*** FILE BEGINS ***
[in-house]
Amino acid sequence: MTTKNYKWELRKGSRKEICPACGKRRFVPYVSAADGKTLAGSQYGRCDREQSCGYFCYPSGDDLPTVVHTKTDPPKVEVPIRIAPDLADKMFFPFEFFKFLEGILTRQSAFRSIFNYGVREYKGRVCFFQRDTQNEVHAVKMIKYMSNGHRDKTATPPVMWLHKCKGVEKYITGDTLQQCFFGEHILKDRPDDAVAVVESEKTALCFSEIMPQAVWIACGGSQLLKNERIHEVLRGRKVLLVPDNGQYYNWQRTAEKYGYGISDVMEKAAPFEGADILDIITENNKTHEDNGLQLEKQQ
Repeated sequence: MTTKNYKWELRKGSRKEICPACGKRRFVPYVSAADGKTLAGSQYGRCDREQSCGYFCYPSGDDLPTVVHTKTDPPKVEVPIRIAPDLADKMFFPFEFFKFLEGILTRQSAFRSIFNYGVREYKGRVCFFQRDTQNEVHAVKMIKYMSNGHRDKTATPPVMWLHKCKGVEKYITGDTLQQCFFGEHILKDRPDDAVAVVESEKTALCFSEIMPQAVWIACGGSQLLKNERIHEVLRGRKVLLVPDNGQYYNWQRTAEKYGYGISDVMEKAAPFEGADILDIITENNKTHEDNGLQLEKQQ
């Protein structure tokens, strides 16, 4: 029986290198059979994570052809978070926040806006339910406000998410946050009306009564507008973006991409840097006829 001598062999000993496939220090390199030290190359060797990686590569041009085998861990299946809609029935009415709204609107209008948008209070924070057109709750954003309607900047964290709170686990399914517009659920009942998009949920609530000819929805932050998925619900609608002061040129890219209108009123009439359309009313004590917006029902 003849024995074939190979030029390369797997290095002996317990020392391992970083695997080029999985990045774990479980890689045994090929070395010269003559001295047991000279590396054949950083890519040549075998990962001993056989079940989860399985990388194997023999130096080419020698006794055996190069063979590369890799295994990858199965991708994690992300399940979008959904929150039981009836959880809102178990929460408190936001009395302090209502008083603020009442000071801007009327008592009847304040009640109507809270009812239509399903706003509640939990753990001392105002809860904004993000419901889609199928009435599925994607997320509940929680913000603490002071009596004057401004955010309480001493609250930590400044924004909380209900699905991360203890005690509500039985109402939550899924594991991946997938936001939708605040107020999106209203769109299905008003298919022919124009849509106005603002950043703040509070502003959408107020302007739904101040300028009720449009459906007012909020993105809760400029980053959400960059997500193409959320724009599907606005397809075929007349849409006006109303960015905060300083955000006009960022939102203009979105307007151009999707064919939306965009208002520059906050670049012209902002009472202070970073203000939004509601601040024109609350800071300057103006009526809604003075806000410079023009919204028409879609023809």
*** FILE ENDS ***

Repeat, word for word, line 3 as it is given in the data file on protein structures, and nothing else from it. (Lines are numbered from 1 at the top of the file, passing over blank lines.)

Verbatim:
Repeated sequence: MTTKNYKWELRKGSRKEICPACGKRRFVPYVSAADGKTLAGSQYGRCDREQSCGYFCYPSGDDLPTVVHTKTDPPKVEVPIRIAPDLADKMFFPFEFFKFLEGILTRQSAFRSIFNYGVREYKGRVCFFQRDTQNEVHAVKMIKYMSNGHRDKTATPPVMWLHKCKGVEKYITGDTLQQCFFGEHILKDRPDDAVAVVESEKTALCFSEIMPQAVWIACGGSQLLKNERIHEVLRGRKVLLVPDNGQYYNWQRTAEKYGYGISDVMEKAAPFEGADILDIITENNKTHEDNGLQLEKQQ